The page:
When he talks about these allegations of bullying though, like Jones he doesn’t actually have any solid evidence. He says that it’s his ‘belief’.
He has gotten involved with the Commerce Commission’s investigation and claims he’s talked to suppliers who have told him that “pressure is put on them” although he doesn’t choose to elaborate on this.
What was the most interesting about his issue with these alleged letters is that the Mad Butcher is itself guilty of false advertising. Ms Owen bought this incident up in the IV, saying, “..you have both been hauled up by advertising standards…for misleading advertising, you’ve both got in hot water over it.. you’re equally as bad, aren’t you?”
Morton dodged this question, going off on a bit of a tangent about how they’ve always used comparative pricing to show they offer better deals and accusing the ASA of not giving them clear information and changing the rules constantly.
The incident to which Ms Owen was referring occurred late last year, where Mad Butcher claimed that “Jo from Onehunga” did a comparative shop between Countdown and The Mad Butcher, saving almost $30 by shopping at the latter store. Countdown lodged a complaint following this advertising on the grounds that it was not representative of the actual availability of all products.
The investigation revealed that “Jo” had not actually purchased any items from Countdown; several of the items she bought from the MB were not available in Countdown or were not of the same quality; and Countdown did not offer 1 kilo packs of the type sold by the Mad Butcher. This complaint was upheld as likely to deceive and be be misleading to consumers.
Jones jumped on the lawyers bandwagon too – claiming that the Commerce Commission’s select committee has received ‘threatening letters’ from Progressive’s legal team. When asked for further information and evidence in regards to the existence of the purported threatening correspondence, Jones gave the ambiguous reply that it was ‘around’ followed by what I thought was a rather petulant suggestion that Patrick Gower and his team “look for it themselves”. When pressed he continued to bumble and fumble his way through the topic.
There is one all-important similarity between Jones and Morton – when asked if they can prove their various allegations and assumptions, both answer “No.”
So what about the LAPs issue?
The Nation also interviewed Lawrence Yule, who is Mayor of Hastings and also the president of Local Government New Zealand.
The discussion and debate around the right of liquor outlets and supermarkets to appeal local council alcohol policies has been ongoing. Regular readers will know I’ve addressed this topic in previous blog topics – in particular how the focus seems to be solely on Countdown’s appeals while ignoring or minimising appeals by Foodstuffs and local liquor outlets. Let’s not forget that Foodstuffs owns bottle store giants Liquor Land and Henrys so they have a definite personal interest in appealing the LAPs to benefit them.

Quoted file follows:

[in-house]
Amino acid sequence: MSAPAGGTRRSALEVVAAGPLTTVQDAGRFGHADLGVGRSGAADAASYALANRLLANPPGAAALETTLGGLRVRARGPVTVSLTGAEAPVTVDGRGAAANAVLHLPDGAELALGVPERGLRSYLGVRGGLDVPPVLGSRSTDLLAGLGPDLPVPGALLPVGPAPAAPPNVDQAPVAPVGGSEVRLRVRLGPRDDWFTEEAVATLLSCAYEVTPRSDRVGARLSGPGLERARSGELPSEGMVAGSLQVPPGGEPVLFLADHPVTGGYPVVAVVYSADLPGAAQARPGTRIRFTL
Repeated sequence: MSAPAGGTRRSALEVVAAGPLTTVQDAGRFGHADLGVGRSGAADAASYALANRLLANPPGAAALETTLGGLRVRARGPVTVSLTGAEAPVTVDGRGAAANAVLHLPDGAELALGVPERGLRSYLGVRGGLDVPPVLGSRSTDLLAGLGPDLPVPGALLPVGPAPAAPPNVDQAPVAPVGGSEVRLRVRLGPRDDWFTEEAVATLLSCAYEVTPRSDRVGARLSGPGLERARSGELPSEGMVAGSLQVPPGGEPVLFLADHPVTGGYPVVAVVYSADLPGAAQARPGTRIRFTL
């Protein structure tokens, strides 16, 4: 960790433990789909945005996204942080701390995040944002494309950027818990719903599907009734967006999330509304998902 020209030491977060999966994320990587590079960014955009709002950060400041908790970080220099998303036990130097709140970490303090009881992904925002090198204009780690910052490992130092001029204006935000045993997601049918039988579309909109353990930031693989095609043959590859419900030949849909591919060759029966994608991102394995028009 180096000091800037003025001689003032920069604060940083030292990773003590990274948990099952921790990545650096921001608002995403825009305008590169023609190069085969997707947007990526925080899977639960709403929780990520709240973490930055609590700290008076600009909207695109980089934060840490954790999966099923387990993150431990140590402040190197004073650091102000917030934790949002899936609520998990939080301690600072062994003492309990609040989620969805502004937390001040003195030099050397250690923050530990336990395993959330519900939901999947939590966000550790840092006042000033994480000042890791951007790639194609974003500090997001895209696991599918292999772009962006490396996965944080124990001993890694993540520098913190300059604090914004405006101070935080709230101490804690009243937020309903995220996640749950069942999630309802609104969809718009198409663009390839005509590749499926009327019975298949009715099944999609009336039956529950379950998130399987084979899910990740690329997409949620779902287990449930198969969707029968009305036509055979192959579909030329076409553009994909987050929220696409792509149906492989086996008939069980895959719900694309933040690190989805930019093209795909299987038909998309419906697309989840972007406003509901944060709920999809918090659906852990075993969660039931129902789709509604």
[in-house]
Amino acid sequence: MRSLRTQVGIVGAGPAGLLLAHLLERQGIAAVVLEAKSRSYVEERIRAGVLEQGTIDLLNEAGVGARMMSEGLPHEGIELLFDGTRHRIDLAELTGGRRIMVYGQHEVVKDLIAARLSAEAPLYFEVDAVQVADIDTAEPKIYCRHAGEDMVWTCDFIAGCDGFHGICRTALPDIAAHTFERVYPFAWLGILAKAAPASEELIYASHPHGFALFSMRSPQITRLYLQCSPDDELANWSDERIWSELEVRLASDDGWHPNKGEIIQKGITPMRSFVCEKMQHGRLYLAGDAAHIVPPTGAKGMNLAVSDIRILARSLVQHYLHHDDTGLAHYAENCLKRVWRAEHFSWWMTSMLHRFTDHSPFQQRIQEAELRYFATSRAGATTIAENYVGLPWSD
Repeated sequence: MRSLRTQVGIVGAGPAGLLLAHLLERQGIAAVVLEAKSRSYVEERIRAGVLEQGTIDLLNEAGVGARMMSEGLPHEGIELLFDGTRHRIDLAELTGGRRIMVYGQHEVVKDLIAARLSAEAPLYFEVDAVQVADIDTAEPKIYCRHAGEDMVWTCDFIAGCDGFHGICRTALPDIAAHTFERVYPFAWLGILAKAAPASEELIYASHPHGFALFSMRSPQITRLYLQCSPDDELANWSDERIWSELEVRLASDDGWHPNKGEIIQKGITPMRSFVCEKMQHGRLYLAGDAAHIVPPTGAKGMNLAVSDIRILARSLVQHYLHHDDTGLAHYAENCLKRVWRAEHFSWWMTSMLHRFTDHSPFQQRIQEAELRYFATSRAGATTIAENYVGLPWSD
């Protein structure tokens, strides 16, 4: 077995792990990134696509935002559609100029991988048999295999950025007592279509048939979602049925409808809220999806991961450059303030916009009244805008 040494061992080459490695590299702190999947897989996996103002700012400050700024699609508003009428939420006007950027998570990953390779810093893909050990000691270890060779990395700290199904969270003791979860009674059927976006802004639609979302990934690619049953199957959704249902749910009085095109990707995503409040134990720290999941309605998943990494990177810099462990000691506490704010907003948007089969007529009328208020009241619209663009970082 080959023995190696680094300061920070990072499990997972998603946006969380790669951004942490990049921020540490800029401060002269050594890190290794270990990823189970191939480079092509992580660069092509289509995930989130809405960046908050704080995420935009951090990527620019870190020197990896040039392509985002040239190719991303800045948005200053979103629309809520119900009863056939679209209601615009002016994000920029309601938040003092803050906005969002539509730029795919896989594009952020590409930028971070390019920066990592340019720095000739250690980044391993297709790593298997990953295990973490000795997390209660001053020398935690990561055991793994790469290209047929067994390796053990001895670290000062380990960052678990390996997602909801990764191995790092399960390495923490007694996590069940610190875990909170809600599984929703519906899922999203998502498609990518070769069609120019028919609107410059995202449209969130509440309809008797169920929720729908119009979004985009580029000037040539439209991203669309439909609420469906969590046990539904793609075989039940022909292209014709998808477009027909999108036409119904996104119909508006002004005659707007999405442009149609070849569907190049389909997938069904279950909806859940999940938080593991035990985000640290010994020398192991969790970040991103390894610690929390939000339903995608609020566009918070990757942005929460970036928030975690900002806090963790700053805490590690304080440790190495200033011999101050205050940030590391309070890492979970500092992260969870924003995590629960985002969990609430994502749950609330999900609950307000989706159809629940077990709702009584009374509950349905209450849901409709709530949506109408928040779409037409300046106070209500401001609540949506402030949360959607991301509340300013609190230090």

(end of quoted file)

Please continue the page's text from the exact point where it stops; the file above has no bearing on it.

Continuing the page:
Mr Yule revealed that of the 18 LAPs currently available for review, there are a total of about 60 appeals coming from both supermarket chains as well as local bottle stores.
The issue with Progressive’s appeals appears to be that they want to extend their licensing hours – up to 11pm in some areas, despite the facts many supermarkets still close at 9pm. Some stores which currently open at 9am are wanting to open as early as 7am.
In Napier/Hastings the local councils agreed to allow supermarkets to open as early as 7am while retaining the original closing time of 9pm. In other areas discussions are still taking place and possible outcomes have not yet been indicated.
Should there be rules around the way appeals can be lodged? Well, possibly. But like regulating and controlling lotto outlets, regulating appeals processes starts a slippery slope.
Most council policies are submitted for public review and residents and businesses have the right to submit their views for or against the policy including suggestions, criticisms and appeals for change. If we start making rules for who can make submissions, or what kind of submissions they can make we risk taking away people’s basic right to have their say.
If businesses can’t appeal a draft policy, what happens to operations in that area? Businesses could become hostages to the local council’s opinions which could be biased or be influenced by a conflict of interest or ulterior motive.
The same could be said for issues or plans that involve residents – building new structure or demolishing one, for example. Ratepayers wouldn’t have a say in where their rates are spent. Families or residents living nearby to the proposed site wouldn’t be able to appeal against any disruptions – such as construction or demolition – they felt may negatively affect them.
Should supermarkets and bottle stores have the right to appeal LAPs? I think so. Is aggression and persistence the way to get what they want? Perhaps not the ideal method, but it would be a typical business move – appeals against LAPs by supermarkets and bottle stores is nothing new. Should both parties negotiate firmly but fairly? Absolutely.
ASA upholds complaint against Mad Butcher
Michael Morton and Lawrence Yule IV with transcript
Shane Jones IV with transcript
Whale Oil: Jones’ conflict of interest